Table 2 Prevalence of intestinal parasitic infection in Nopphitam District, Nakhon Si Thammarat Province, Thailand

The distribution of infection among female and male participants is shown in Fig. 2. Male participants had the overall prevalence at 18.4% (7/38) whereas the infection rate in female participants was slightly lower at 13.3% (38/286). The difference in prevalence of intestinal parasites between female and male participants was not statistically significant.

Fig. 2
figure 2

Sex-related prevalence of intestinal parasites among study subjects in Nopphitam District, Nakhon Si Thammarat Province, Thailand

Risk factors associated with soil-transmitted helminth (STH) infection

Univariate analysis of factors potentially associated with STH, as shown in Table 3, revealed significant associations between STH infections with having dogs at home. VHVs who had dogs at home were two times more likely to be infected than those who did not (Crude prevalence ratio 2.3; 95% CI: 1.0–5.2, p = 0.047). STH infection was not significantly associated with gender, age group, or monthly family income (p > 0.05). All the participants with STH infection graduated the highest level of education at primary/secondary school. The prevalence ratio regarding level of education could not be calculated due to none of participants with bachelor’s degree or higher had STH infection. After adjusting for possible confounders by multivariate analysis, none of the risk factors were associated with STH infection (Table 3).

Table 3 Univariate and multivariate analysis of soil-transmitted helminth infection and potential risk factors among study participants


This study demonstrates the prevalence of intestinal parasite infection among VHVs living in Nopphitam District of Nakhon Si Thammarat Province, southern Thailand. The overall prevalence of intestinal parasitic infection 45/324 (13.9% 95% CI: 10.3–18.1) was lower than the prevalence found in other similar studies. For example, a survey of residents of southern Thailand found prevalence of 19.8% [2], and a survey conducted in rural communities in northeast Thailand found 37% of people had an intestinal parasitic infection [3]. These variations in prevalence may be due to differences in climatic conditions, environmental sanitation, economic and educational status of study subjects, and previous control efforts. In the present study, multiple infections were found in only one subject (2.2% of the sample), which is much lower than the prevalence determined in previous studies in rural Thai communities [3, 5]. Differences in the study population, sample size, and methods of analysis could contribute to differences in the detection of various parasites. The present study was conducted among VHVs, which may have resulted in participants with better knowledge of personal health and hygiene than other study populations, thus contributing to lower prevalence of intestinal parasitic infection. As we enrolled 324 VHVs which exceeded the calculated sample size, our findings were considered to represent the population in this area in terms of the generalizability.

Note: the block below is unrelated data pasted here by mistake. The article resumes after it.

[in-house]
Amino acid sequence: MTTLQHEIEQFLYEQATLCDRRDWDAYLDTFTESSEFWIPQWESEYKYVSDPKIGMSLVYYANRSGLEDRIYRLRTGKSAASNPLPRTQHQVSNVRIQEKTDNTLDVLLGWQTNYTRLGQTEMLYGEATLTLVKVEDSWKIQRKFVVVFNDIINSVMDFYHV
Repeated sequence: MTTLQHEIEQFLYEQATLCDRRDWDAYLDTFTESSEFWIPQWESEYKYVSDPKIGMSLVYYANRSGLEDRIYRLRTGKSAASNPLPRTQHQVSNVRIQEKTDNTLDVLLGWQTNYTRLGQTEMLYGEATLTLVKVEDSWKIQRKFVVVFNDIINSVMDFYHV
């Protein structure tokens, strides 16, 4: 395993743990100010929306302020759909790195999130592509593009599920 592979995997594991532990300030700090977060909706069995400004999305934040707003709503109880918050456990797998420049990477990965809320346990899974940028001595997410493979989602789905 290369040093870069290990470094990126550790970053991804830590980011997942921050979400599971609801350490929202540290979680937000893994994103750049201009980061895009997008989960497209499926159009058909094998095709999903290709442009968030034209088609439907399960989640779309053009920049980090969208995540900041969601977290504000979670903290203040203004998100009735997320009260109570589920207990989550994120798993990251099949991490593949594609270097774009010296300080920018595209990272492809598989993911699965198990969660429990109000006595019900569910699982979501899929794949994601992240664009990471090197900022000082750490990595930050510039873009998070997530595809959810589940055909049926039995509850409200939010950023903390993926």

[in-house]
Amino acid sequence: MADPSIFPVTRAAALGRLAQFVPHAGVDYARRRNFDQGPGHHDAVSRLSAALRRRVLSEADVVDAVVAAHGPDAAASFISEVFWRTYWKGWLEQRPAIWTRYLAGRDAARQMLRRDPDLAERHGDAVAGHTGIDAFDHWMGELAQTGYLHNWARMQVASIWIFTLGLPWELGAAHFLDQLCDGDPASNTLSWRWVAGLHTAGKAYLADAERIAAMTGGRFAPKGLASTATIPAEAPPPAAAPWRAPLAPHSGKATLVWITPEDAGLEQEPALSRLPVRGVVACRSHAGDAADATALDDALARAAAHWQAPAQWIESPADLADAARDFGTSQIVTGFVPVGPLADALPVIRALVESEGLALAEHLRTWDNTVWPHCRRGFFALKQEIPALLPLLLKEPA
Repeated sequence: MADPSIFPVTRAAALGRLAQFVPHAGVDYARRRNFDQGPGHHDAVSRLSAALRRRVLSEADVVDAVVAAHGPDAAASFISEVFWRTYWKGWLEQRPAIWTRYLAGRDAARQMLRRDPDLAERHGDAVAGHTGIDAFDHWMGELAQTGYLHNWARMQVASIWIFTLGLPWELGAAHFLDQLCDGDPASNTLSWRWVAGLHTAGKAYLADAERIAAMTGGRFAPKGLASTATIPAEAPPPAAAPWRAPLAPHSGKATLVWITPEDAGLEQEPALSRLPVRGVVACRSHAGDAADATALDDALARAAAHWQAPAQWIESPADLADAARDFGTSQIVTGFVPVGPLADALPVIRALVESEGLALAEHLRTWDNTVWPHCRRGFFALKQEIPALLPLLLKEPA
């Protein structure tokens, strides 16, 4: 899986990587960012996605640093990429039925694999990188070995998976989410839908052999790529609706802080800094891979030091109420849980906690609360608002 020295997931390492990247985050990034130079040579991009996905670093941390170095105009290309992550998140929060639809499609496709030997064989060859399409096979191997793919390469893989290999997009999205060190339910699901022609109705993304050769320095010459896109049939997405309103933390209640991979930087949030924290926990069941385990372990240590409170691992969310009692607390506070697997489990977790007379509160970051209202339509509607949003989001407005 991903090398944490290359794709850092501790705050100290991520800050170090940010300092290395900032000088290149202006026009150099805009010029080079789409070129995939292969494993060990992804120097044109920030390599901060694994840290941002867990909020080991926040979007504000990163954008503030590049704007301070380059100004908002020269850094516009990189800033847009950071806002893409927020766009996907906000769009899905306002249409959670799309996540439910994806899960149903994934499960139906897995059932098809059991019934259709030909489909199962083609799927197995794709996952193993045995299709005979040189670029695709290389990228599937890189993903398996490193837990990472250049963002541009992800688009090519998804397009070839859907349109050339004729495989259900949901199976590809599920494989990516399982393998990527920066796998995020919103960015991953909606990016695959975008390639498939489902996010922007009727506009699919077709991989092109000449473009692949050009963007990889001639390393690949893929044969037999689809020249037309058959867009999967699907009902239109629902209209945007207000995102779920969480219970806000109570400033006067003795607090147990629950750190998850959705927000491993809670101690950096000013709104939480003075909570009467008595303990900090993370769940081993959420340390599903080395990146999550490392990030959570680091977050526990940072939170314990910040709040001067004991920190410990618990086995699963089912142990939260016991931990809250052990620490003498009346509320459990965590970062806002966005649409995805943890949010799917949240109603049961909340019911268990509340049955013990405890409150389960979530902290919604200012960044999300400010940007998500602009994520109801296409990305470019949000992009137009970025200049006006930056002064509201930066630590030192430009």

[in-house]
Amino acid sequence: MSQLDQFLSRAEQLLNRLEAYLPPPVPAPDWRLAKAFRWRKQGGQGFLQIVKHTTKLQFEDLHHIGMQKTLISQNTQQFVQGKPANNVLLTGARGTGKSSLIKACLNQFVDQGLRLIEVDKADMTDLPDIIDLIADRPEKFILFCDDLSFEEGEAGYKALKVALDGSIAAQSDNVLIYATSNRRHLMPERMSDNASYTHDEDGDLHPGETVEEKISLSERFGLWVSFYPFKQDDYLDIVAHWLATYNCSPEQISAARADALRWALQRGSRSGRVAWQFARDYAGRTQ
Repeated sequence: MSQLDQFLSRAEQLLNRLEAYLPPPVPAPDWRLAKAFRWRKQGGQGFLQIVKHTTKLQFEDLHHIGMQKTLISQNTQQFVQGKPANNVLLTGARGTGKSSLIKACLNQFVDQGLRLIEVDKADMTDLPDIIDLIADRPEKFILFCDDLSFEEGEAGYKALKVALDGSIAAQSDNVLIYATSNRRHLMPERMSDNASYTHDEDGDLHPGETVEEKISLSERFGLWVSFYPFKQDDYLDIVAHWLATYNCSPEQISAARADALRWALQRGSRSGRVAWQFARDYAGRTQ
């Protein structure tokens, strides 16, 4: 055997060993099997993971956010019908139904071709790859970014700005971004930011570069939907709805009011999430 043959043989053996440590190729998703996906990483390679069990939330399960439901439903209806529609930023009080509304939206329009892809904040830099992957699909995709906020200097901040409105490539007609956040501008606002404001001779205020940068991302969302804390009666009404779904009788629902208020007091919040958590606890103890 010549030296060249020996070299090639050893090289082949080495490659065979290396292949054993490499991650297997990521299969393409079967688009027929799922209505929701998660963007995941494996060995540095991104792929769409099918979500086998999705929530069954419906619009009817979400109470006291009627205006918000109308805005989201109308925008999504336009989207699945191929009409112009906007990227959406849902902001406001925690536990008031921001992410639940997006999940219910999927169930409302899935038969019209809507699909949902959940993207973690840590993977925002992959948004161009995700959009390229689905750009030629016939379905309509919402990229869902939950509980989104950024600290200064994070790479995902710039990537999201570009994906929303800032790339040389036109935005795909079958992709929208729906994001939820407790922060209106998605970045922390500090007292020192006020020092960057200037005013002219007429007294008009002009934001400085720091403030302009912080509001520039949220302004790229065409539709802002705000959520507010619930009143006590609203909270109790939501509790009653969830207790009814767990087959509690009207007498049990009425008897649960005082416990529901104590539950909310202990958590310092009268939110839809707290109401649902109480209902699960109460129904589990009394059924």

For protozoan infection, the prevalence of Blastocystis hominis and Giardia intestinalis infection in this study was 4.0% and 0.6%, respectively. Infection with Blastocystis hominis was more prevalent among female participants. Among sub-districts, Krungching sub-district had slightly higher prevalence of protozoa infection when compared with others. In general, all sub-districts are considered homogeneous in terms of geography and general living conditions. Although the highest prevalence of protozoa was observed at Krungching sub-district, there was no statistical difference. These pathogenic protozoa are transmitted by the fecal-oral route. Blastocystis hominis can cause diarrhea if the burden of infection is high. The presence of five or more B. hominis cells per 40× magnification field during direct microscopic examination of a wet-mounted stool smear is considered a sufficient amount of this pathogen to cause clinical illness [11]. Blastocystis sp. is transmitted through consumption of untreated or minimally treated water and uncooked or undercooked food [12]. Therefore, the burden of pathogenic intestinal protozoa causing diarrhea in the communities comprising the study area should be further studied, and water sources and supplies in the community should be further examined for pathogenic intestinal protozoa. Molecular techniques such as polymerase chain reaction are needed to confirm prevalence and identify subtypes of Blastocystis sp.